Rick Ross took a job in May 2005 as preaching minister for the Decatur Church of Christ. He and Beverly, his wife, moved here in November of that year, and Beverly, a licensed professional counselor, opened Wise County Christian Counseling the following June. They loved the church, loved the community and happily settled in to make Decatur their home.
But in February 2010, they began a journey.
The Rosses’ three children, daughter Jenny and sons Josh and Jonathan, were grown, out of college and married by the time they moved here. But the family remained close and children and grandchildren spent many holidays here. They grew to know and be known in the church their folks were part of.
Then on Feb. 4, 2010, Jenny, who lived in the Keller area with her husband David and 9-year-old daughter Malaya, went to the hospital.
She had been diagnosed as having the swine flu on Feb. 1 and was sent home with a prescription. But her fever continued.
“Her fever peaked and then broke, and we thought that was a good thing,” Rick said. “We learned later that meant she had gone into septic shock.”
By the next morning, their 31-year-old daughter was in the ICU at Baylor Regional Medical Center at Grapevine. A doctor told her family she was “the sickest person in any ICU in the Dallas/Fort Worth area.”
What followed was an 18-day ordeal that engulfed a family, a church and a community – a community that spread beyond hometowns to friends and fellow believers around the world.
As her body fought to save vital organs, Jenny lost circulation in her extremities. On Feb. 17 the agonizing decision was made to amputate both of her legs in a desperate effort to save her life. But the infection continued to spread, causing seizures and finally, on Feb. 22, claiming her life.
“They told us it was 500,000-to-one odds that the sepsis would break the brain barrier,” Rick said. “The odds were astronomical, and yet it happened.”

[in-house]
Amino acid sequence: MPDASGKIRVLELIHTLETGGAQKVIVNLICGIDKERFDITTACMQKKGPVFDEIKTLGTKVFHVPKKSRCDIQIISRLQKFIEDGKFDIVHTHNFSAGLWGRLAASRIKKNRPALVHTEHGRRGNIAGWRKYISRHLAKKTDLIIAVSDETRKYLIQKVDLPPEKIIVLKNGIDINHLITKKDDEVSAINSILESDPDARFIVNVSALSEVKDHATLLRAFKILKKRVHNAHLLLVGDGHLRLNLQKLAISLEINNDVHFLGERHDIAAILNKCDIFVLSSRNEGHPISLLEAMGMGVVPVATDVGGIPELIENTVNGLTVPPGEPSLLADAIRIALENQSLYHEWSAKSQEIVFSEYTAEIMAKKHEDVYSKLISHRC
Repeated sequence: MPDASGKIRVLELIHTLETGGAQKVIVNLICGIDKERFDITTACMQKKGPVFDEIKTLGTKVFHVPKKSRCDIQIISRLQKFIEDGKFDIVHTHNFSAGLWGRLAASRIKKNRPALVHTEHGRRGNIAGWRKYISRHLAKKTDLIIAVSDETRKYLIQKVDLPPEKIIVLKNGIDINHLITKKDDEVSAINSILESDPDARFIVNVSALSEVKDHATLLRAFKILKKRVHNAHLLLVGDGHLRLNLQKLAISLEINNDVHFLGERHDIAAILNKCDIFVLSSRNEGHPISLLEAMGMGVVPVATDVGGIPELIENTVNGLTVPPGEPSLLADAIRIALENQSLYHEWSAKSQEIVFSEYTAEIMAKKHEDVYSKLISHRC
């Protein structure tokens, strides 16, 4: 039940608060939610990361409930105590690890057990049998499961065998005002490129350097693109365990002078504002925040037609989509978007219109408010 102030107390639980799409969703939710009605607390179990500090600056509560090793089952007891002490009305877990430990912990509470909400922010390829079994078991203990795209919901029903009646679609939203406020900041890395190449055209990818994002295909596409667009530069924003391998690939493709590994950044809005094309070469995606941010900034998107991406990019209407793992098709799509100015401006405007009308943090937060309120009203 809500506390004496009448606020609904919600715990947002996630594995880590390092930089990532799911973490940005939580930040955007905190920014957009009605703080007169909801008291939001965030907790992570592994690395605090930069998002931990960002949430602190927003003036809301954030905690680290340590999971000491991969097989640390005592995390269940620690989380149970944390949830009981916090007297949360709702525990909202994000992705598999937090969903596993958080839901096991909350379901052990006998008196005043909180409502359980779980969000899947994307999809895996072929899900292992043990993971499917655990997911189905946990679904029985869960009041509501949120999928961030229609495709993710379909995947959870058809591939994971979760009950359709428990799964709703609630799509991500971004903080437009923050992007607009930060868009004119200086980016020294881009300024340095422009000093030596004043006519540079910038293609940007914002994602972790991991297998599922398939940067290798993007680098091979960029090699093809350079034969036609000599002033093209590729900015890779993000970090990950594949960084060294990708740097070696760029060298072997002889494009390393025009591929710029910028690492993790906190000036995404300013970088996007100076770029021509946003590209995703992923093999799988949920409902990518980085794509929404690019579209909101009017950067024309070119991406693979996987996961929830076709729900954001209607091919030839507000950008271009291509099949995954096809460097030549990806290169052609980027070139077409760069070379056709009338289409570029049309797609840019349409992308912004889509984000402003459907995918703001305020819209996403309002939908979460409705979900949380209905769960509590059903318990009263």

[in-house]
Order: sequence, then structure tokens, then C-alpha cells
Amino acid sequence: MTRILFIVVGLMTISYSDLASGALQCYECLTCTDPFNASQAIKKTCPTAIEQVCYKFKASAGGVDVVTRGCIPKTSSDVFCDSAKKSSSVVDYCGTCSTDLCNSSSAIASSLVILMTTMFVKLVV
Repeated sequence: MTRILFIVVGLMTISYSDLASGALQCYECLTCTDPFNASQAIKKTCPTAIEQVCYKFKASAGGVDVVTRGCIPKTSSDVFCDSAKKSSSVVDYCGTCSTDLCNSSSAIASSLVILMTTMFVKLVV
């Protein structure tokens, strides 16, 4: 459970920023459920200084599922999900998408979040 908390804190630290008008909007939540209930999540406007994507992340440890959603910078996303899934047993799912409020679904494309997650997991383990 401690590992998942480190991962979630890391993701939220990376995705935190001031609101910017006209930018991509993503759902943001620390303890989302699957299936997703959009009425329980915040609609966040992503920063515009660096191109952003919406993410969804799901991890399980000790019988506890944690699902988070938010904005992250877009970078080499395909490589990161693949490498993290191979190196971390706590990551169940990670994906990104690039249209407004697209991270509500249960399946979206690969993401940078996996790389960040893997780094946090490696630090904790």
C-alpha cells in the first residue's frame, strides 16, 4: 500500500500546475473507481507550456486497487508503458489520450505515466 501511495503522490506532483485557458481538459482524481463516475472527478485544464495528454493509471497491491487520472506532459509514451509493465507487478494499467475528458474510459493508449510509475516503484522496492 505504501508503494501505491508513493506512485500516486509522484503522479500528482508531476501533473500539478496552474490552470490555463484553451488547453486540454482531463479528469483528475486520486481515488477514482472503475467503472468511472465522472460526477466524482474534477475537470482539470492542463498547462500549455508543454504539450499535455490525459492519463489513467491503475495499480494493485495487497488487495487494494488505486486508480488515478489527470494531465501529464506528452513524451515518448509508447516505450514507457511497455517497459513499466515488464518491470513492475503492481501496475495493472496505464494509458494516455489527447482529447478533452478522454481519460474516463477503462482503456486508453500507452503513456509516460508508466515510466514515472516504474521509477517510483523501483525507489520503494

The family’s lives centered around their faith. Not only is Rick a minister and Beverly a counselor – Jenny worked in a children’s ministry, Jonathan was a worship leader and Josh was also a minister.
But they’re human, and their faith was challenged as never before. An army of prayer warriors more than 10,000 strong saw their pleadings go unanswered.
The response was not to turn away from God, but toward Him. This journey of grief had a profound impact on Rick’s preaching and Beverly’s counseling – and it touched their boys as well.
This month, Josh’s book “Scarred Faith” was published in paperback by Simon & Schuster. It’s the story of his journey – a brother dealing with the loss of a beloved sister – but it encompasses more than just Jenny’s story. Beverly put it this way.
“Josh’s grief led him to choose to be with God in the suffering of the world.”
A BROTHER’S RESPONSE
Jenny’s story is a theme that runs through Josh’s book, but the young minister and his family were already on a journey of their own when Jenny’s illness struck.
Like his dad, Josh had earned a Master of Divinity degree from Abilene Christian University, filling a pulpit role at a church in Ballinger while completing his studies.
When he graduated, he had several offers to go to growing churches in prosperous areas – but the family moved instead to “the projects” in Houston where Josh accepted a job at an inner-city church.
After a couple of years, he was approached to go to Memphis, a rough city with a high crime rate, and they moved again. In early 2010, they had made the decision to sell their home in a suburb that had excellent schools, and move into the Binghampton area – infamous as the third-poorest ZIP code in the United States.
They wanted to be “intentional neighbors” – to live in direct contact with people who desperately needed the gospel Josh was preaching. They wanted ministry to be not just a job, but a way of life for their whole family.
“All these decisions were coming down while Jenny was in the hospital,” Rick said. “They wanted to be a part of God’s kingdom breaking into the pain and suffering of the world.”